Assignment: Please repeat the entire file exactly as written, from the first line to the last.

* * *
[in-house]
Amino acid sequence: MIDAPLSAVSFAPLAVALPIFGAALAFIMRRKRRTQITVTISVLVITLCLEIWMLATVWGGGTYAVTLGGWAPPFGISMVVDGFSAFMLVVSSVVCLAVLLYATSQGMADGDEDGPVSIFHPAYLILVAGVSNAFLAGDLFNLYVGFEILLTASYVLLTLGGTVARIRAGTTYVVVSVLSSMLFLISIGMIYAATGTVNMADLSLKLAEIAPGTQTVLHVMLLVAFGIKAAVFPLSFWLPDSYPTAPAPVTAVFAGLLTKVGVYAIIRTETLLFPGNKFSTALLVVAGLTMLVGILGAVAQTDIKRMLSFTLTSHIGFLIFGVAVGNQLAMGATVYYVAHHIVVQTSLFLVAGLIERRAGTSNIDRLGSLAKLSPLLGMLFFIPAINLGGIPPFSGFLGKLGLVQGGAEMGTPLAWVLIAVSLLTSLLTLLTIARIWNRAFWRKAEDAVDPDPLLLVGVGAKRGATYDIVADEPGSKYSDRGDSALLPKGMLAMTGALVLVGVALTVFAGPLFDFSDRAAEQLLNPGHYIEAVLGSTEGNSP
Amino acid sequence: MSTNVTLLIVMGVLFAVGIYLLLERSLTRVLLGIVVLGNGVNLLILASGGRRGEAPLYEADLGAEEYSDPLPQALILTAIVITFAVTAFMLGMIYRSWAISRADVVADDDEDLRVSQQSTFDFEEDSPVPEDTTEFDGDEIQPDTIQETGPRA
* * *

[in-house]
Amino acid sequence: MIDAPLSAVSFAPLAVALPIFGAALAFIMRRKRRTQITVTISVLVITLCLEIWMLATVWGGGTYAVTLGGWAPPFGISMVVDGFSAFMLVVSSVVCLAVLLYATSQGMADGDEDGPVSIFHPAYLILVAGVSNAFLAGDLFNLYVGFEILLTASYVLLTLGGTVARIRAGTTYVVVSVLSSMLFLISIGMIYAATGTVNMADLSLKLAEIAPGTQTVLHVMLLVAFGIKAAVFPLSFWLPDSYPTAPAPVTAVFAGLLTKVGVYAIIRTETLLFPGNKFSTALLVVAGLTMLVGILGAVAQTDIKRMLSFTLTSHIGFLIFGVAVGNQLAMGATVYYVAHHIVVQTSLFLVAGLIERRAGTSNIDRLGSLAKLSPLLGMLFFIPAINLGGIPPFSGFLGKLGLVQGGAEMGTPLAWVLIAVSLLTSLLTLLTIARIWNRAFWRKAEDAVDPDPLLLVGVGAKRGATYDIVADEPGSKYSDRGDSALLPKGMLAMTGALVLVGVALTVFAGPLFDFSDRAAEQLLNPGHYIEAVLGSTEGNSP
Amino acid sequence: MSTNVTLLIVMGVLFAVGIYLLLERSLTRVLLGIVVLGNGVNLLILASGGRRGEAPLYEADLGAEEYSDPLPQALILTAIVITFAVTAFMLGMIYRSWAISRADVVADDDEDLRVSQQSTFDFEEDSPVPEDTTEFDGDEIQPDTIQETGPRA